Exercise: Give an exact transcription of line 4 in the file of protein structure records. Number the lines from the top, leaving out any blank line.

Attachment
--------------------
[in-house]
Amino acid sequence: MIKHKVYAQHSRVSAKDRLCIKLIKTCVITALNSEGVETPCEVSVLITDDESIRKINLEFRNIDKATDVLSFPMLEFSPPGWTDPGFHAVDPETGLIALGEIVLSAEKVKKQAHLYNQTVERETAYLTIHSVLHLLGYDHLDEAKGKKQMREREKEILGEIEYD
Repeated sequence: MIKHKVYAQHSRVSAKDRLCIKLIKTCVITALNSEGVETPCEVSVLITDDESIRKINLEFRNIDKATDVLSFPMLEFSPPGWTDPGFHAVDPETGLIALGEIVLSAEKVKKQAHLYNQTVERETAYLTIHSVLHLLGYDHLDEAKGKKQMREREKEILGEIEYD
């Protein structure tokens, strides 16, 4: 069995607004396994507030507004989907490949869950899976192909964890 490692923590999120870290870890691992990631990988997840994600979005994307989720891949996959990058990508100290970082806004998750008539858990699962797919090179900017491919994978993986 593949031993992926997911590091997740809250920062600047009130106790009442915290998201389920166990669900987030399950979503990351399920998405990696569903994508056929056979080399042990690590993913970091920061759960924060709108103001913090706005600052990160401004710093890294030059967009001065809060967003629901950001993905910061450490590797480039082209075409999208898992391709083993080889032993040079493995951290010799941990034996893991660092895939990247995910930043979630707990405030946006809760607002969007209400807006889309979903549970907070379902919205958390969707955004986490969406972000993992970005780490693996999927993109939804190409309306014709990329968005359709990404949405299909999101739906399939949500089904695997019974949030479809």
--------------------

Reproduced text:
């Protein structure tokens, strides 16, 4: 069995607004396994507030507004989907490949869950899976192909964890 490692923590999120870290870890691992990631990988997840994600979005994307989720891949996959990058990508100290970082806004998750008539858990699962797919090179900017491919994978993986 593949031993992926997911590091997740809250920062600047009130106790009442915290998201389920166990669900987030399950979503990351399920998405990696569903994508056929056979080399042990690590993913970091920061759960924060709108103001913090706005600052990160401004710093890294030059967009001065809060967003629901950001993905910061450490590797480039082209075409999208898992391709083993080889032993040079493995951290010799941990034996893991660092895939990247995910930043979630707990405030946006809760607002969007209400807006889309979903549970907070379902919205958390969707955004986490969406972000993992970005780490693996999927993109939804190409309306014709990329968005359709990404949405299909999101739906399939949500089904695997019974949030479809």